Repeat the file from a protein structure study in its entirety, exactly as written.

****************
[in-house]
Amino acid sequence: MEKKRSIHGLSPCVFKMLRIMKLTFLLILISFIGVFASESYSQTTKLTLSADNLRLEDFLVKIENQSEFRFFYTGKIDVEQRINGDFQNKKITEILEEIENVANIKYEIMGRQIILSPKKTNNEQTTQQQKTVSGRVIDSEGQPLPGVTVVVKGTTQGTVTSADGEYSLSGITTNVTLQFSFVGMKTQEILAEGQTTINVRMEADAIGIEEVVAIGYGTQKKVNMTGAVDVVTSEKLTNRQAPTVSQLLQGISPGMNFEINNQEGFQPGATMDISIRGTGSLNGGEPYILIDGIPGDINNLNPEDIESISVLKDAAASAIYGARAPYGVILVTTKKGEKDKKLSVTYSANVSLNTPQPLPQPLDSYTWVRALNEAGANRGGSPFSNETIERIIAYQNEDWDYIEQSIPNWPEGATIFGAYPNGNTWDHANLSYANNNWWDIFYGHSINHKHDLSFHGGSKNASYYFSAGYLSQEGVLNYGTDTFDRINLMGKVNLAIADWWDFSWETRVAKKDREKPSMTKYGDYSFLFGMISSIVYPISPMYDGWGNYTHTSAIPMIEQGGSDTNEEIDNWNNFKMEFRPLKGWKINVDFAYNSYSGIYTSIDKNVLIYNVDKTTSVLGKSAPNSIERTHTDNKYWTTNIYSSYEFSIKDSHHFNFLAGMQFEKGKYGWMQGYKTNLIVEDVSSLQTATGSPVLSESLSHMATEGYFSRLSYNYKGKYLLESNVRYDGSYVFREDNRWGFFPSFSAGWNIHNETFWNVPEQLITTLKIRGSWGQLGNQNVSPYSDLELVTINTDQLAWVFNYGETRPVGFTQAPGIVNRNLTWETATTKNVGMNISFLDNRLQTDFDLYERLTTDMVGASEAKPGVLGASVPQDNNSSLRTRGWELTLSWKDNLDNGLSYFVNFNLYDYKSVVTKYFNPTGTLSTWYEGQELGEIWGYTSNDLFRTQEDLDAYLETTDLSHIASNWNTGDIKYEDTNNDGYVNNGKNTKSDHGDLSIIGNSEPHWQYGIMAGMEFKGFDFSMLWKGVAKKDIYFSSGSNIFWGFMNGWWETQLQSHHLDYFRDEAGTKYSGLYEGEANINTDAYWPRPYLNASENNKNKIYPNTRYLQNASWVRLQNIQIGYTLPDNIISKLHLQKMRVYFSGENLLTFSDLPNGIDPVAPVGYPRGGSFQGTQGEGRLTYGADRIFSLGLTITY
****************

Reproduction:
[in-house]
Amino acid sequence: MEKKRSIHGLSPCVFKMLRIMKLTFLLILISFIGVFASESYSQTTKLTLSADNLRLEDFLVKIENQSEFRFFYTGKIDVEQRINGDFQNKKITEILEEIENVANIKYEIMGRQIILSPKKTNNEQTTQQQKTVSGRVIDSEGQPLPGVTVVVKGTTQGTVTSADGEYSLSGITTNVTLQFSFVGMKTQEILAEGQTTINVRMEADAIGIEEVVAIGYGTQKKVNMTGAVDVVTSEKLTNRQAPTVSQLLQGISPGMNFEINNQEGFQPGATMDISIRGTGSLNGGEPYILIDGIPGDINNLNPEDIESISVLKDAAASAIYGARAPYGVILVTTKKGEKDKKLSVTYSANVSLNTPQPLPQPLDSYTWVRALNEAGANRGGSPFSNETIERIIAYQNEDWDYIEQSIPNWPEGATIFGAYPNGNTWDHANLSYANNNWWDIFYGHSINHKHDLSFHGGSKNASYYFSAGYLSQEGVLNYGTDTFDRINLMGKVNLAIADWWDFSWETRVAKKDREKPSMTKYGDYSFLFGMISSIVYPISPMYDGWGNYTHTSAIPMIEQGGSDTNEEIDNWNNFKMEFRPLKGWKINVDFAYNSYSGIYTSIDKNVLIYNVDKTTSVLGKSAPNSIERTHTDNKYWTTNIYSSYEFSIKDSHHFNFLAGMQFEKGKYGWMQGYKTNLIVEDVSSLQTATGSPVLSESLSHMATEGYFSRLSYNYKGKYLLESNVRYDGSYVFREDNRWGFFPSFSAGWNIHNETFWNVPEQLITTLKIRGSWGQLGNQNVSPYSDLELVTINTDQLAWVFNYGETRPVGFTQAPGIVNRNLTWETATTKNVGMNISFLDNRLQTDFDLYERLTTDMVGASEAKPGVLGASVPQDNNSSLRTRGWELTLSWKDNLDNGLSYFVNFNLYDYKSVVTKYFNPTGTLSTWYEGQELGEIWGYTSNDLFRTQEDLDAYLETTDLSHIASNWNTGDIKYEDTNNDGYVNNGKNTKSDHGDLSIIGNSEPHWQYGIMAGMEFKGFDFSMLWKGVAKKDIYFSSGSNIFWGFMNGWWETQLQSHHLDYFRDEAGTKYSGLYEGEANINTDAYWPRPYLNASENNKNKIYPNTRYLQNASWVRLQNIQIGYTLPDNIISKLHLQKMRVYFSGENLLTFSDLPNGIDPVAPVGYPRGGSFQGTQGEGRLTYGADRIFSLGLTITY